TMC: The Judges seemed troubled by the idea that a state could bring a lawsuit challenging the individual mandate because the individual mandate falls on the state’s citizens, not on the state itself. They also seemed receptive to the government’s argument regarding the scope of Congress’ power. Neal Katyal, the Acting Solicitor General of the United States, argued both cases for the government, which is very unusual. The SG ordinarily argues cases only before the U.S. Supreme Court. He is a very polished advocate.
JLG: What is the focus of your Amicus Brief in State of Florida v. United States Department of Health & Human Services (PDF)? Does it address the same questions that the Fourth Circuit focused on?
TMC: Our brief in the Florida case primarily addresses the “severability” issue. We ask the Eleventh Circuit to affirm Judge Vinson’s ruling that the entire Act is void if any provision is unconstitutional, and we suggest a legal basis for that ruling that the courts might otherwise overlook.
Specifically, the Act was passed under a very unusual rule adopted by the House of Representatives that required considering it only on an “all or nothing” basis, with no severability provision and no possibility of amendments. The Senate version of healthcare was adopted on December 24, 2009, when the Democrats still had a filibuster-proof majority. However, before the majority leadership of the House and Senate could reconcile their differences on healthcare reform, the Massachusetts special Senate election gave Republicans enough votes in the Senate to filibuster. House leaders knew that if there were any amendments to the Senate version of the bill by the House, the entire bill would then have to go back to the Senate, where a filibuster would prevent it from being enacted. To avoid that result, the House leadership brought the Senate version to the floor under a special rule that prohibited any amendments, so each Representative was required to vote for or against the Act as a “package deal,” with no severability clause.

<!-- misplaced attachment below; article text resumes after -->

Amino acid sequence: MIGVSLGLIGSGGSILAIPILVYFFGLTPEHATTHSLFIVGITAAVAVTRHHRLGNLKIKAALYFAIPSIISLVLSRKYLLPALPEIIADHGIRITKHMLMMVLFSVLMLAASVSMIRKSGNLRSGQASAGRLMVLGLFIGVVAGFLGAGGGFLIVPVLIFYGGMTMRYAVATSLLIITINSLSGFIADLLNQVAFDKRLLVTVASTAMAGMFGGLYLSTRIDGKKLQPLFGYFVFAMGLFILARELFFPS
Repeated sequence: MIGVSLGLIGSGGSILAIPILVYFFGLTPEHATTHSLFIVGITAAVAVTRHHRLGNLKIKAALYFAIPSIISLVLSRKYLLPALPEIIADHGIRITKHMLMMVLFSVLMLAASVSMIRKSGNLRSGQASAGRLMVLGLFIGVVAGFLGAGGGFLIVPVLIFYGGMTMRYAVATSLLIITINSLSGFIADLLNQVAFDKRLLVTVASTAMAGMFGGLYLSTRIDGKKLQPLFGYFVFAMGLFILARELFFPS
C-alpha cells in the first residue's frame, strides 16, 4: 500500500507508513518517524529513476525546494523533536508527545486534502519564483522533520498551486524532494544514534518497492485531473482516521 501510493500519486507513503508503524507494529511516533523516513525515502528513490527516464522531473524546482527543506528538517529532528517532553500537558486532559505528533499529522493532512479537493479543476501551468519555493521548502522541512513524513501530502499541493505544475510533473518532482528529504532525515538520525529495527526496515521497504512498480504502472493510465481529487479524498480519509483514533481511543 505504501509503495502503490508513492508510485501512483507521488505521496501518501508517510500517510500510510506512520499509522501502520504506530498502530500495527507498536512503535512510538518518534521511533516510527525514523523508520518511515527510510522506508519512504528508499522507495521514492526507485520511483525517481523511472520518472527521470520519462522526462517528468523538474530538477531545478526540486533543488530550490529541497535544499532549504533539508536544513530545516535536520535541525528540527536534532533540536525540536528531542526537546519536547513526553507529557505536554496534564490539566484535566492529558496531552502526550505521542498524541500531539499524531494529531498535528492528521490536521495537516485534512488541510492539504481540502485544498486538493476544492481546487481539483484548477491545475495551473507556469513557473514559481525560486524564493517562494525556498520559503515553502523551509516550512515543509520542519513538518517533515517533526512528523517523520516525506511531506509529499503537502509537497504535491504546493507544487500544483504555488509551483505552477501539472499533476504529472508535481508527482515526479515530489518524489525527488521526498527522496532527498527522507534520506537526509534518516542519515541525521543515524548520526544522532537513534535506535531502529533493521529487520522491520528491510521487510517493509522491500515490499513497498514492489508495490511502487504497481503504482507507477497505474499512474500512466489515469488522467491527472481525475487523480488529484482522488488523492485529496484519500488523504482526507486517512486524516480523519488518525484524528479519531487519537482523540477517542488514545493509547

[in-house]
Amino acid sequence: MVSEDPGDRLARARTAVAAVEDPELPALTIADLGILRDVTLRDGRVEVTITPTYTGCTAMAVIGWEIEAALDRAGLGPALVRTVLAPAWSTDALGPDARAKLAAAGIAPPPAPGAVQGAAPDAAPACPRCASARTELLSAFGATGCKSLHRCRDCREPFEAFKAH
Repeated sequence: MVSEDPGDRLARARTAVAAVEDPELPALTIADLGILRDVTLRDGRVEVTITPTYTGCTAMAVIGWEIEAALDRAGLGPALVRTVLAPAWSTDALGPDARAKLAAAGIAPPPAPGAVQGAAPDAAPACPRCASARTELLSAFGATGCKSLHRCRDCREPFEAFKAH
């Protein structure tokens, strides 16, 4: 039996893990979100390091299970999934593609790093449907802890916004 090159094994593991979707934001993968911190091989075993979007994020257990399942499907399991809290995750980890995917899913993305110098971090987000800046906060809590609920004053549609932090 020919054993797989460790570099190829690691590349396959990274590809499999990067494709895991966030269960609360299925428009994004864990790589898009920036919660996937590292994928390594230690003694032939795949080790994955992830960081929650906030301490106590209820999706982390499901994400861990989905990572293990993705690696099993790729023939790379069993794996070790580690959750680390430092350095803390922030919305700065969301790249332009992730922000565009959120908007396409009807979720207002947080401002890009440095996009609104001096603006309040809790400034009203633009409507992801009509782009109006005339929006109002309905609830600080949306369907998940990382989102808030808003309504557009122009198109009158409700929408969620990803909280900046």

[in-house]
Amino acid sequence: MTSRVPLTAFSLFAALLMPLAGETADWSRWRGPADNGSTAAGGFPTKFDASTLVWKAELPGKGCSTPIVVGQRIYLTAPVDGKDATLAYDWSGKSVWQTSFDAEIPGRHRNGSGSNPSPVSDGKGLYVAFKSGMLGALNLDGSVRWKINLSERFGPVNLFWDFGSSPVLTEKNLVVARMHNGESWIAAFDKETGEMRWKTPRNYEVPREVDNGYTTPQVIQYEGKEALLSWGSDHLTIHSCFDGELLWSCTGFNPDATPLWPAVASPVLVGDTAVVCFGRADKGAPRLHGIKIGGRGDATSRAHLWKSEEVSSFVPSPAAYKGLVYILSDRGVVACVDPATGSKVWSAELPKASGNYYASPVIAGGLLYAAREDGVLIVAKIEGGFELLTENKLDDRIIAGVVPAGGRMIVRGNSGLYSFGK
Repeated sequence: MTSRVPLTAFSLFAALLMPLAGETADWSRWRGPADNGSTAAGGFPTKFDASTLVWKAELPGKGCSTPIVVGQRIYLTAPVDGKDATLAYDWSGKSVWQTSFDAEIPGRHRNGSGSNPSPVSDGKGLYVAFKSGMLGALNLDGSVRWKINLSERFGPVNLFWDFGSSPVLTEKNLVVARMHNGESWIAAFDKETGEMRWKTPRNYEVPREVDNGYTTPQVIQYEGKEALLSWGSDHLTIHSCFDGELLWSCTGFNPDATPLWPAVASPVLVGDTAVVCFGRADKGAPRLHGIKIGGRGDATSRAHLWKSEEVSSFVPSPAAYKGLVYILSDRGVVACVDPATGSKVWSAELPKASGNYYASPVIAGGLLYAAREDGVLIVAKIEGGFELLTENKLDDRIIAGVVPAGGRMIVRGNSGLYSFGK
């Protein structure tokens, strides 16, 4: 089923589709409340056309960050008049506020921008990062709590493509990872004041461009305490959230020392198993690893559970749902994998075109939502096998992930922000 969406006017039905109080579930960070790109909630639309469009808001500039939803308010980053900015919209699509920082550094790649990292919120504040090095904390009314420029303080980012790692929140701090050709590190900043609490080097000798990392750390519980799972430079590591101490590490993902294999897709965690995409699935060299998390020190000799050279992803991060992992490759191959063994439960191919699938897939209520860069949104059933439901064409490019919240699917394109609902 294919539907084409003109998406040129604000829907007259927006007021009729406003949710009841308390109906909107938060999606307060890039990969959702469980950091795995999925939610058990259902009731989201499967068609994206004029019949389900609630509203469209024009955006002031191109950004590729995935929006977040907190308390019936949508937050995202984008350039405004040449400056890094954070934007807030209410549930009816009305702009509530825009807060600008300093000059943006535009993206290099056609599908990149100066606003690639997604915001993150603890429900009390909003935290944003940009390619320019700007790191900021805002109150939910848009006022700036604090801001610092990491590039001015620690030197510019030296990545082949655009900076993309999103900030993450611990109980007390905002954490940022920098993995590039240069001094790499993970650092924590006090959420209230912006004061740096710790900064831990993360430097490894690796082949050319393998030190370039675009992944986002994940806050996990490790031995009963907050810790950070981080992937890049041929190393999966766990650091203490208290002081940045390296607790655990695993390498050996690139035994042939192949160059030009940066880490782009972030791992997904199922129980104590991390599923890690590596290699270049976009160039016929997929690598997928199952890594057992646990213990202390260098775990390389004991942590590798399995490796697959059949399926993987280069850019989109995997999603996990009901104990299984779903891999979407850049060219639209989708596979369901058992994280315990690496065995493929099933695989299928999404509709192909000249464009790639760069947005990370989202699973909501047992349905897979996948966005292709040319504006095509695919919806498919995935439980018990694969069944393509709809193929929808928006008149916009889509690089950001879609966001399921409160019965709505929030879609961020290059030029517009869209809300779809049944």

JLG: Does that argument help the states and other plaintiffs in the Florida case on the merits of their Constitutional claims?
TMC: We think so. If the Eleventh Circuit accepts the principle that the entire Act is void if any provision is void, the states and the private plaintiffs in the Florida case can broaden their attack. For example, they can explain that the individual mandate is an integral part of forcing the states to establish and pay for “Exchanges” where required coverage will be sold, which in turn dovetails with various other tax provisions in the Act, and so on.
JLG: What happens next?
TMC: In the Florida case, the states will file a reply brief on May 25, 2011, and oral argument is scheduled for June 8, 2011. Eventually, everyone expects these issues will make their way to the U.S. Supreme Court later this year.
UPDATE – On August 11, 2011, the Eleventh Circuit Court of Appeals issued its 207-page decision and 84-page dissent (PDF), affirming the district court’s (Judge Vinson’s) ruling that the health insurance mandate is unconstitutional. However, the Court held that the other provisions of the law are “severable” from the individual mandate, and therefore, may be upheld. Because the 11th Circuit decision is in contrast to the recent 6th Circuit decision upholding the constitutionality of the Act on June 29, 2011, all signs point to the U.S. Supreme Court as the next stop.